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Got $5,000? 3 Stocks to Hold for the Next 20 Years

Committing to buying and holding a stock for 20 years is no easy task. If you do it, you need to make sure the company will still be around then. As such, it makes sense to buy large companies with significant market positions and excellent long-term growth prospects; companies like United Parcel Service (NYSE: UPS), aerospace giant Raytheon Technologies (NYSE: RTX), and Google parent Alphabet (NASDAQ: GOOG) (NASDAQ: GOOGL).

UPS

The package delivery giant is benefiting from surging e-commerce volumes and starting to convince investors that it can generate volume growth and margin expansion at the same time. That's a great recipe for long-term earnings growth.

There are three reasons to feel optimistic about the stock in the near and long terms. First, UPS looks well on its way to hitting the 2023 targets laid out in its investor day presentation in June. For example, the key to its overall margin expansion plan is to increase U.S. domestic package margin to a range of 10.5% to 12% in 2023, but management is already forecasting 10.5% in 2021.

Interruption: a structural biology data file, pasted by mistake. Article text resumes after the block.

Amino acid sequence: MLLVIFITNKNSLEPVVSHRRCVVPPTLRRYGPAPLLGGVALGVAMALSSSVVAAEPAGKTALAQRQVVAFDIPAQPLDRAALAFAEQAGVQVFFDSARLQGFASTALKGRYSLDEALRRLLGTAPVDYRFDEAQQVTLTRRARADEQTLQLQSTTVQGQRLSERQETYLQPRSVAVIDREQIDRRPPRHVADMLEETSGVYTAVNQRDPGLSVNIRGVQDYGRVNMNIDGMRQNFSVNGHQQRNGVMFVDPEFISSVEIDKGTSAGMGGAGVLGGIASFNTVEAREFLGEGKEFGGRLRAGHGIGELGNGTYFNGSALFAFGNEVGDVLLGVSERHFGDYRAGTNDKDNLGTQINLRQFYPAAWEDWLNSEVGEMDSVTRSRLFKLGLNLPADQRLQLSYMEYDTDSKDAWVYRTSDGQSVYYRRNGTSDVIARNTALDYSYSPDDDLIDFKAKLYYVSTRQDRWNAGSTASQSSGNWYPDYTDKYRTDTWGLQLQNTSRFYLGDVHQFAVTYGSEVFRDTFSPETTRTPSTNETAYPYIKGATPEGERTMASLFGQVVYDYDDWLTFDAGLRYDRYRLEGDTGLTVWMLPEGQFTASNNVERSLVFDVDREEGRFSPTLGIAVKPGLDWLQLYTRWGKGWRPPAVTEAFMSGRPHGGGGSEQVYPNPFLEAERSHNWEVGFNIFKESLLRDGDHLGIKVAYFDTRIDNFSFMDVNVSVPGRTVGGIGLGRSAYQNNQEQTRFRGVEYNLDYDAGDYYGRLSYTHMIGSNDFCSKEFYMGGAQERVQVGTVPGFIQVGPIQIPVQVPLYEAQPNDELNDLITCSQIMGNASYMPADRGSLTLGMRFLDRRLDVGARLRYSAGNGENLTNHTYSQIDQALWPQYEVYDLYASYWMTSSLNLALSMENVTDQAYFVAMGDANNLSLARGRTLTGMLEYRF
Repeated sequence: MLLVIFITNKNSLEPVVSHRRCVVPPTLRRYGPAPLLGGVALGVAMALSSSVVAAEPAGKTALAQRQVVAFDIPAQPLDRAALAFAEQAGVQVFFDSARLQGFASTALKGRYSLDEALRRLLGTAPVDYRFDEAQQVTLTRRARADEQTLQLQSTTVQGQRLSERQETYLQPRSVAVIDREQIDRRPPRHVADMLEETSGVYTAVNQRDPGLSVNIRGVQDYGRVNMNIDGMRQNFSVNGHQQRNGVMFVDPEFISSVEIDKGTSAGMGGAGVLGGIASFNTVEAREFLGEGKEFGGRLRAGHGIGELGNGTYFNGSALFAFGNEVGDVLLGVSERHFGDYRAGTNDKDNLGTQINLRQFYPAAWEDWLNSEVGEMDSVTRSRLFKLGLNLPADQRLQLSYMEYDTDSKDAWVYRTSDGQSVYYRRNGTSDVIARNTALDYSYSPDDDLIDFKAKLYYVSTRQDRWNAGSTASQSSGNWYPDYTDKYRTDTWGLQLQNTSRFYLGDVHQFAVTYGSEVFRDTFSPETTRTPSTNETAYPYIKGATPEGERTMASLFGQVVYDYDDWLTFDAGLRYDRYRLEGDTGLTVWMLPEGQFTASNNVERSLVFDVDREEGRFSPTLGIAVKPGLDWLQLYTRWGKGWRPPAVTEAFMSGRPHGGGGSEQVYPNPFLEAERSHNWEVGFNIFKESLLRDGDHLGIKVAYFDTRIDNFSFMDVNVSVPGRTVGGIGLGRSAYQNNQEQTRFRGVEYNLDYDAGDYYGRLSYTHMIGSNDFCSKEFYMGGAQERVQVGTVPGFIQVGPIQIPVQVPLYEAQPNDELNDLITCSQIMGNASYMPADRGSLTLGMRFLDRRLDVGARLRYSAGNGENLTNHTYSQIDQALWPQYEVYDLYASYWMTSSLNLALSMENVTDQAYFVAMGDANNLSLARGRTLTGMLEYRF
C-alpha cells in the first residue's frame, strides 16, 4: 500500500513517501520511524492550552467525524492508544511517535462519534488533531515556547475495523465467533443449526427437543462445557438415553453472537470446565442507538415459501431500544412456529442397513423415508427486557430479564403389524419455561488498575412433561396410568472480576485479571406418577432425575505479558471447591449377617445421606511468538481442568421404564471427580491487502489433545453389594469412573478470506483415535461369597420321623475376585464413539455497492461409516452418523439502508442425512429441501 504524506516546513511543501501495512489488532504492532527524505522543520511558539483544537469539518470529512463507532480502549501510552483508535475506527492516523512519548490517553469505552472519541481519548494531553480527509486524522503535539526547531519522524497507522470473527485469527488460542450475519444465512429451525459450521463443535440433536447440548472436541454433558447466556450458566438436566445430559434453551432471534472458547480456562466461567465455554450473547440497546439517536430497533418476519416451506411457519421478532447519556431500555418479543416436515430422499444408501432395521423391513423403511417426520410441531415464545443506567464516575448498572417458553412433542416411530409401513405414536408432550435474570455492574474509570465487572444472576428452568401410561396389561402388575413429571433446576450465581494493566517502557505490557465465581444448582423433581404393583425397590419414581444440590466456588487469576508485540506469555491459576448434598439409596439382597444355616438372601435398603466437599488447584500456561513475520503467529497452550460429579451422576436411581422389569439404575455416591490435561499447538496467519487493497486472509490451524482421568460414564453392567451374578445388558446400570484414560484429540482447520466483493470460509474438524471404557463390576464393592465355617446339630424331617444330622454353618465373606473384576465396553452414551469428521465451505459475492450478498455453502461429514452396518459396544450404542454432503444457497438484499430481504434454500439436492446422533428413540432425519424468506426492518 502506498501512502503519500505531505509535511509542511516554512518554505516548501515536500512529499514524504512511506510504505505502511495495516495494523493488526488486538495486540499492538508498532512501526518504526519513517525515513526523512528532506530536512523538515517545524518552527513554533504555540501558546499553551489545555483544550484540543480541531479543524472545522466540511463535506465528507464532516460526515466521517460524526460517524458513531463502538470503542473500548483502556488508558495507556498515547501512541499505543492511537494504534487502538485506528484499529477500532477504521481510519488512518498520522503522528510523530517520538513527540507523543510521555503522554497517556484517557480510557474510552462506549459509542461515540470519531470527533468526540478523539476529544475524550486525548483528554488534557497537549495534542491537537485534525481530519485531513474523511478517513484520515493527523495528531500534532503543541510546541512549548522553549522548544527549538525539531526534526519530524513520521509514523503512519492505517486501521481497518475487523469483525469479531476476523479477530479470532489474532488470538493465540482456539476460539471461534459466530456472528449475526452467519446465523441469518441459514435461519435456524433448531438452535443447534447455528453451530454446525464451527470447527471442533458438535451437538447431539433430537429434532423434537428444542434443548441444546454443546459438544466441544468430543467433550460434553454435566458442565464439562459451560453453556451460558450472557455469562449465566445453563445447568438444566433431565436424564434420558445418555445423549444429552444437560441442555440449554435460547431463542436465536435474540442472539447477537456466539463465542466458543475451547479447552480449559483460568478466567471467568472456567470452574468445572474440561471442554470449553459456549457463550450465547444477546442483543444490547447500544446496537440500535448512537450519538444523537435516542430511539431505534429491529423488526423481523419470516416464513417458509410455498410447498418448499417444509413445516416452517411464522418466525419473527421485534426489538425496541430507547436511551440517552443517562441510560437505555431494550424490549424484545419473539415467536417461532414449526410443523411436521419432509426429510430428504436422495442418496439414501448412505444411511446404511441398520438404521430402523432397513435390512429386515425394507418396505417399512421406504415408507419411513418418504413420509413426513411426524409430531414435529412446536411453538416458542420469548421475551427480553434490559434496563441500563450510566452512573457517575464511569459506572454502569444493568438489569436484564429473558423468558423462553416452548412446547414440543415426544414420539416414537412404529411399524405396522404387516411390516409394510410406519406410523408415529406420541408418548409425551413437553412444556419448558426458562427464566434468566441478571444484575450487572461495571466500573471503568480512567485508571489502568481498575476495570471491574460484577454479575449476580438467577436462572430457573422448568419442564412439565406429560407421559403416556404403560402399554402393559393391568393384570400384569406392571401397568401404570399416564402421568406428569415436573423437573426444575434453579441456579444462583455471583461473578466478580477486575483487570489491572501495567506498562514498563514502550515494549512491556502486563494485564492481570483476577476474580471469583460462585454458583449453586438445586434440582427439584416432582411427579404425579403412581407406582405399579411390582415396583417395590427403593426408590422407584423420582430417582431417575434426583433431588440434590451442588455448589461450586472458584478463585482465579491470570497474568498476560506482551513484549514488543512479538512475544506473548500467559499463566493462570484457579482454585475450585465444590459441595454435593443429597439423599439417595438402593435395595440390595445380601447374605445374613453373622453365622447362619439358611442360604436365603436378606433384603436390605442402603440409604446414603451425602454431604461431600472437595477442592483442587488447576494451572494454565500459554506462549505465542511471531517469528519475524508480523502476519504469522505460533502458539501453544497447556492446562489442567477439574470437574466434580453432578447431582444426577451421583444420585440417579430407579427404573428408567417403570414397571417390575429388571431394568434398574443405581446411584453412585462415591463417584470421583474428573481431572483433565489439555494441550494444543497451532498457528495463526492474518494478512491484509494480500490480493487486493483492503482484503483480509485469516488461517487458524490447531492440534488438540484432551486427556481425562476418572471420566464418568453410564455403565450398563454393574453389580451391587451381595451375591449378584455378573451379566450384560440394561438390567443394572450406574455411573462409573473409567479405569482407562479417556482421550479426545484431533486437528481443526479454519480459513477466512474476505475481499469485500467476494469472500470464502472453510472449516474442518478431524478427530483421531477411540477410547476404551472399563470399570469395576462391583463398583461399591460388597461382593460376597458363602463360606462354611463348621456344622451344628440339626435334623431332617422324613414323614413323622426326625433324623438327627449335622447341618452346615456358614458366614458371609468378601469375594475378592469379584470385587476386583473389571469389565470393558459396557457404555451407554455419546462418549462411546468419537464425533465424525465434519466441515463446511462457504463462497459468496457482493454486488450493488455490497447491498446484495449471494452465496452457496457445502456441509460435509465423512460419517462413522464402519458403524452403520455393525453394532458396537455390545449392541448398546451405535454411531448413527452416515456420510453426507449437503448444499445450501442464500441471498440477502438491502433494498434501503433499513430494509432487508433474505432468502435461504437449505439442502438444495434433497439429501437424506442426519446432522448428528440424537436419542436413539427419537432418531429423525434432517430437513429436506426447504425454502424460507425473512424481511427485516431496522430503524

Image source: Getty Images.

Second, investors shouldn't worry too much about the Amazon threat, as the reality is there's plenty of e-commerce volume to go around; it's a question of ensuring the right kind of volume -- something implied in CEO Carol Tomé's "better, not bigger" framework.

Third, the company's transformation strategy announced in 2018 received a boost due to the pandemic. Back in 2018, management outlined a plan to expand internationally, increase the profitability of its e-commerce deliveries, and grow in the healthcare and small and medium-sized business (SMB) markets. As the stay-at-home measures led to a surge in e-commerce volumes, UPS managed to build its SMB and healthcare relationships.

With the company's near-term growth prospects looking excellent, the pathway to its 2023 targets seems assured, and investors can expect long-term growth from a company whose network is unrivaled in the industry.

Raytheon Technologies

Aerospace giant Raytheon Technologies' diversification certainly helped it during the pandemic. For example, when the commercial aviation businesses (Pratt & Whitney and Collins Aerospace) took a hit from the collapse in flight departures and airplane deliveries, the two defense-focused businesses (Raytheon Missiles & Defense and Raytheon Intelligence & Space) helped the business with earnings and cash flow.

That balance will continue to benefit Raytheon in the coming years as the commercial aviation market builds a multi-year recovery. Pratt & Whitney's aircraft engines (in particular the geared turbofan on the Airbus A320 NEO aircraft) have decades of aftermarket revenue ahead of them. Meanwhile, Collins Aerospace is the most comprehensive aerospace supplier globally, offering everything from cabins to aerostructures, power units, and landing gear to avionics and electronics.